pewdiepie said his piece

Comments

  • Completely agree on what he said. Especially the thing that telltale keeps introducing new characters and when the season ends, they'll be gone anyway. S2 only had Kenny and Clementine as returning characters, the rest was completely new. S3 only had Clementine (not counting the flashbacks) and S4 only has Clementine as well (and maybe Lilly) as a returning character. Whats the point of introducing all these new characters, when they won't be used again in a following season?

  • VainamoinenVainamoinen Moderator
    edited September 2018

    That choices never mattered was instrumental in the concept since TWD Season 1.
    That characters were introduced just to die is what The Walking Dead is all about.
    The resulting hopelessness of both constitutes the entire iconicity of the series.

    If Kjellberg wanted a game with more hope, he could have played another game series, honestly. That certainly is what I did.

    I have no idea whether Let's Players have contributed to Telltale's demise. But I do know that Kjellberg's defense is basically the same that you hear from software pirates: "Actually, we're helping and spreading the word". Yeah, possibly. Or you're giving away the entirety of the creative content away for free out of Telltale's pockets.

    Recently WadjetEye released their adventure game "Unavowed". It had an actually branching narrative, but according to the developer, it had that explicitly so streamers wouldn't be able to show the whole game. And honestly? I think it's a great game, but not as great as it could be, BECAUSE of the branching narrative that was shoehorned in.

    I must say, I don't see any insight in this video, at all.

  • What do you mean 'That choices never mattered was instrumental in the concept since TWD Season 1' When was that ever a thing? In a game where it literally starts of with: 'this game series adapts to the choices you make, the story is tailored by how you play'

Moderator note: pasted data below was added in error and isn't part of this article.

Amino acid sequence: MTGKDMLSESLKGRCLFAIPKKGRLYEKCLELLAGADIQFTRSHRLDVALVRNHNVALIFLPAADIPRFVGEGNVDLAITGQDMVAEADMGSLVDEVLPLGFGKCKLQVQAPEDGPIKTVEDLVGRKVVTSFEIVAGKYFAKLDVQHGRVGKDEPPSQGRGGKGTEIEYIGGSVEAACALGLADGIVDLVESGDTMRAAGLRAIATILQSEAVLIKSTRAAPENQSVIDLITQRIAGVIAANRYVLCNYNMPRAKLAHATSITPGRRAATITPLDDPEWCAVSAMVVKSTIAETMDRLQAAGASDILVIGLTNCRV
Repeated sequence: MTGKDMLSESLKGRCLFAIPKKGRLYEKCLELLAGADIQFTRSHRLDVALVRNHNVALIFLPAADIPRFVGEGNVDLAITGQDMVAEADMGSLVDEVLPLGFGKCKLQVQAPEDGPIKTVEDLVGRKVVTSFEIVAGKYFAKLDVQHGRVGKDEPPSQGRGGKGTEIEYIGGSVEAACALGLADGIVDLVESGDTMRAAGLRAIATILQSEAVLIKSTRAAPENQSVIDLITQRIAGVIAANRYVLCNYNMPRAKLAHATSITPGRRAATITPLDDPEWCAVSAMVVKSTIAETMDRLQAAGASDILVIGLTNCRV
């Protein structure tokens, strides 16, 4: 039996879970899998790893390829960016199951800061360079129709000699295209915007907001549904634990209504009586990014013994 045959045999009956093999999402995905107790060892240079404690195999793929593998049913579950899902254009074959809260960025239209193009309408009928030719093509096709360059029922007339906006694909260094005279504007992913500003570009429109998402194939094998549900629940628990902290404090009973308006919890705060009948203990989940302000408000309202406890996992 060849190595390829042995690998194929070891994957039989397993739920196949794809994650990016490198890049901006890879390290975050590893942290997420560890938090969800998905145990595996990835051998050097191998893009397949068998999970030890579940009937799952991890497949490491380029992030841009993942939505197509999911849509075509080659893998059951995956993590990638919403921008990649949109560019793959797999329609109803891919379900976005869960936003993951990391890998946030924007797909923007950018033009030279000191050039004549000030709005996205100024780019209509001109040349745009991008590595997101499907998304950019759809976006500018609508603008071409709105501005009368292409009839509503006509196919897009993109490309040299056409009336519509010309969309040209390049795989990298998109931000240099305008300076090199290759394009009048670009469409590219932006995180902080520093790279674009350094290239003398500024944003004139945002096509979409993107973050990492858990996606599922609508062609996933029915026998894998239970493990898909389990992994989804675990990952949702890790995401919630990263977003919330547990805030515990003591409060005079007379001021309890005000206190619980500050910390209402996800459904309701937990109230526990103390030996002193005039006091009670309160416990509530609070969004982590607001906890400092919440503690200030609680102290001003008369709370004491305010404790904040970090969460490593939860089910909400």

Vainamoinen posted: »

    That choices never mattered was instrumental in the concept since TWD Season 1. That characters were introduced just to die is w

  • He hasn't played Batman either, which had probably the best instance of when your choices actually do matter.

  • Pewds is just saying what everyone else does, he has no clue whata he actually talking about. I dont think it has to do anything with the story. I dont think thats the main reason. What i think its bad decisions made by former CEO, they dont care about their fans but the fans are the ones that in the end matter. Nor the employes. They announced TWAU just to give a reason to say we listen and they would never listen to us again. This is already mentioned but its true, they need their own IPs to be known for. I guess Pete tried to fix things but as he said he ran out of time. I just wanna hear what Pete has to say about all of this.

  • Pewds is exactly right on the fucking money with TWDG 100%. There was barely a sense of continuation throughout the walking dead games because most of the cast were dead with the exclusion of Clementine. That was a major problem, there was no point in caring if they were just going to end up dying or disappearing with no return.

  • The comics handle the characters dying and keeping you caring about what's going on much better, his point about characters dying is right on the money. The characters dying one by one works in season one because you didn't see it coming.

  • edited September 2018

    So far as my opinion goes...

    I never buy games on a whim. If I'm going to spend money on something that I will own, I want it to be absolutely worth it. MC:SM was an exception to that rule (not to say that it was terrible, but it didn't blow me away). YouTube essentially saved games like Halo by allowing its fanbase and community to grow, and it's playthroughs like Nerd^3's Alpha Detective for Assault Android Cactus that introduced me to some of my favorites. The only reason I don't buy games- even when I respect what they do right- is because they overall don't appeal to me personally.